Defense Date


Document Type


Degree Name

Doctor of Philosophy


Public Policy & Administration

First Advisor

Janet Hutchinson


This dissertation examines vaccination rates for Human Papillomavirus (HPV) among college women 18-26 years of age who participated in the American College Health Association’s National College Assessment (ACHA-NCHA). Utilizing secondary data, this research sought to report HPV vaccination rates among a racially diverse population and to identify potential barriers to vaccination. The ACHA-NCHA survey provided a large sample size (N=68,193) in which to perform a binary logistic regression analysis. Demographic characteristics were analyzed as potential barriers to HPV vaccination. Additionally, lack of certain health behaviors were explored as potential barriers to HPV vaccination. In this study, White/non-Hispanic women had a higher HPV vaccination rate when compared to minority women. The binary regression analysis demonstrated that minority women were less likely to receive the HPV vaccine. Furthermore, it was determined that as the age of the respondents increased, the likelihood of receiving the vaccine decreased. Health behaviors that were predictive of receiving the HPV vaccine included receiving the Hepatitis B and Influenza vaccine, number of sexual partners and receiving sexually transmitted disease information. Women who received a gynecological exam were almost twice as likely to receive the vaccine, as were women who had parental health insurance coverage. One aim of The Affordable Care Act (2010) is to decrease disparities in health care. Drawing attention to potential barriers to HPV vaccination allows policy makers to make informed decisions regarding future activities to reduce disparities. Health promotion activities should be targeted to specific populations in an effort to increase HPV vaccination rates.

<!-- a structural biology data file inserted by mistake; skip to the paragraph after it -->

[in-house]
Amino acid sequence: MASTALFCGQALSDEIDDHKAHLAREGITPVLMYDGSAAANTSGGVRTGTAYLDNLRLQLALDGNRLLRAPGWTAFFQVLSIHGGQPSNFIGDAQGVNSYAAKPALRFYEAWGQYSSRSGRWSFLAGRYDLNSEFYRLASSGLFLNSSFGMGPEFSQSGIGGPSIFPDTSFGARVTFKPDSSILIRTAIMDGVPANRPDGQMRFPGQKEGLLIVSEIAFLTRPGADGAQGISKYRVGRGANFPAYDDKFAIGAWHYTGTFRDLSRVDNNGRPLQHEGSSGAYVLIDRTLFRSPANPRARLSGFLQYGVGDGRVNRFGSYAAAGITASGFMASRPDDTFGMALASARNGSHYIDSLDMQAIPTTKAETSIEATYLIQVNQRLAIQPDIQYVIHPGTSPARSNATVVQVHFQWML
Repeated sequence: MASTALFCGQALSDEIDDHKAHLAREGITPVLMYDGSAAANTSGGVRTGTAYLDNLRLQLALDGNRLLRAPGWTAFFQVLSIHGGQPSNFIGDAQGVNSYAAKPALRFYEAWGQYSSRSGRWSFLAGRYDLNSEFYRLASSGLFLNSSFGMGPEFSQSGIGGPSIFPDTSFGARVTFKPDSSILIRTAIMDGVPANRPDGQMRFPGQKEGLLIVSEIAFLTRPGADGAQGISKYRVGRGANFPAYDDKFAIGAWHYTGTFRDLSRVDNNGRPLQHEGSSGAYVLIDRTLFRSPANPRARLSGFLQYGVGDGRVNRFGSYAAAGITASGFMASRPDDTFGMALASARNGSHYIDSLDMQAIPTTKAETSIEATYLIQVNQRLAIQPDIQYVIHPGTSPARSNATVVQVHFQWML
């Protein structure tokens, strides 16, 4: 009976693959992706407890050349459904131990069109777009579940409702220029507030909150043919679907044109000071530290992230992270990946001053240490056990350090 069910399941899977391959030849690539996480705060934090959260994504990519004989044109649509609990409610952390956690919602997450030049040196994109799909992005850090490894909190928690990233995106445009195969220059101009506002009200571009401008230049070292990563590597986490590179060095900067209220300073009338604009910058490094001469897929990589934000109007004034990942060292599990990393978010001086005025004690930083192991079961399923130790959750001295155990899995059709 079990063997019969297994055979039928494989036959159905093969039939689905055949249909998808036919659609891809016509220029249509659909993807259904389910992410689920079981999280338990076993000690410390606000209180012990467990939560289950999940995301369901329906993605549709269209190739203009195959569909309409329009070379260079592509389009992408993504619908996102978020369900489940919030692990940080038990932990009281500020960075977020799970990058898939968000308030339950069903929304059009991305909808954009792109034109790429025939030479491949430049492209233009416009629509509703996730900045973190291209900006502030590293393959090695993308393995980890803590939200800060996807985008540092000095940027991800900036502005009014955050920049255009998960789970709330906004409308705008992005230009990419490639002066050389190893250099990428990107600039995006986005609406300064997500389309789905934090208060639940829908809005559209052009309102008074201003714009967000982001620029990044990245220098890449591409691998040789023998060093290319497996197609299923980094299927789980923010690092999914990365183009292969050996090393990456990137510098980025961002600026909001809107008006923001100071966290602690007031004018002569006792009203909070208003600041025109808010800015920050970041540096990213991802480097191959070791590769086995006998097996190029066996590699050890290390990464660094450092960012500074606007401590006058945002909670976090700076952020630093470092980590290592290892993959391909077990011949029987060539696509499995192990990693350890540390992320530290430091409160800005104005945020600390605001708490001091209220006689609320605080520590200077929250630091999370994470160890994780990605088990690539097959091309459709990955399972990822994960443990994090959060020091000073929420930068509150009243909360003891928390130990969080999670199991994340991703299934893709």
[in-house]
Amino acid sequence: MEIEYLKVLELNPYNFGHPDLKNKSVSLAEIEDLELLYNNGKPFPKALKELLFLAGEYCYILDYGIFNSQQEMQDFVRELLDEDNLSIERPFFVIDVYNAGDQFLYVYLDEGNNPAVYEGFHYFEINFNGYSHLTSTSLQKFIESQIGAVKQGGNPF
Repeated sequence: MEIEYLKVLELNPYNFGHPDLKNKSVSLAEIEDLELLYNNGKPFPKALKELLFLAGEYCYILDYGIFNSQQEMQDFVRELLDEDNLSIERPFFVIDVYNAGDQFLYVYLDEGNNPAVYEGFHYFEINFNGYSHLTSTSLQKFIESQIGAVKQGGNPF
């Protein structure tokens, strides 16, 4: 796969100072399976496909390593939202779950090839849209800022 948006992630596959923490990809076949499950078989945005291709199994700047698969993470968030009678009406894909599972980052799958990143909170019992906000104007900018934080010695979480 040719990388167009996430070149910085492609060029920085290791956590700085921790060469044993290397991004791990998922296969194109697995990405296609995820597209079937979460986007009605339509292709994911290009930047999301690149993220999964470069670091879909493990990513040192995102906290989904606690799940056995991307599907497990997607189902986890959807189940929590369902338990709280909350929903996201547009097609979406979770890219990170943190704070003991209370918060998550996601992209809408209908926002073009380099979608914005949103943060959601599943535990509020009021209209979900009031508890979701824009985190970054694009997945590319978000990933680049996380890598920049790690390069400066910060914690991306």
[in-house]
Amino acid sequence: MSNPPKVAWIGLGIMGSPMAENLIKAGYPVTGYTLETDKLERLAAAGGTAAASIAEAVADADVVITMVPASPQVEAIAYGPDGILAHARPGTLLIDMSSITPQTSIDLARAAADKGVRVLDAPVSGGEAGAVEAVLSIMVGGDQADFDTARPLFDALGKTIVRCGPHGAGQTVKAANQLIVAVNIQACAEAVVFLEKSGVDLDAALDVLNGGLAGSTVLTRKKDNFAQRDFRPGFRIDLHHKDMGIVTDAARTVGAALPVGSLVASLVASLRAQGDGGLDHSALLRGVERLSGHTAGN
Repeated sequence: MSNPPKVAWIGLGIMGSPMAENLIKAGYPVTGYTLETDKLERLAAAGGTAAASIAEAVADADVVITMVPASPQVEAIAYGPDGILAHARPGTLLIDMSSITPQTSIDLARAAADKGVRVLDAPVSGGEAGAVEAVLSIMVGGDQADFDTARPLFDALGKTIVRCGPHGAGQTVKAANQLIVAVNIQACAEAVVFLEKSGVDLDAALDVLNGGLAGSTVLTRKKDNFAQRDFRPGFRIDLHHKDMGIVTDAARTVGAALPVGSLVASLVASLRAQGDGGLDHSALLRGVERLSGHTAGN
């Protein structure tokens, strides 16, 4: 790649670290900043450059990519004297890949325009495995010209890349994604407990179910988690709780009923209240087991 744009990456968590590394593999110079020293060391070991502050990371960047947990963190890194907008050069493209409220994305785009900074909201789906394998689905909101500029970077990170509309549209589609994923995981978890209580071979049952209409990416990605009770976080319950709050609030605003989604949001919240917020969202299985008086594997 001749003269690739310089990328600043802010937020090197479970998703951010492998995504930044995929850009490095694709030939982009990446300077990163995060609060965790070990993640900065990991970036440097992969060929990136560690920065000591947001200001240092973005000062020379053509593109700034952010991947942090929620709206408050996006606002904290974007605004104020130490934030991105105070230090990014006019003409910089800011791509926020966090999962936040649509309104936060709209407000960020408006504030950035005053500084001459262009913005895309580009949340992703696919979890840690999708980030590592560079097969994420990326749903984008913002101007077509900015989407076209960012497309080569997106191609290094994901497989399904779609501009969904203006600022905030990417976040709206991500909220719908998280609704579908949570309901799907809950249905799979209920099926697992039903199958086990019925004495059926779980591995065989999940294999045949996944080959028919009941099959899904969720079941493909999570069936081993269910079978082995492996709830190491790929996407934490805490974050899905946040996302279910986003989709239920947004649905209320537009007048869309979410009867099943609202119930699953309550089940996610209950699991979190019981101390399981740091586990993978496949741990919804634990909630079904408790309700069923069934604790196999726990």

© The Author

Is Part Of

VCU University Archives

Is Part Of

VCU Theses and Dissertations

Date of Submission

May 2013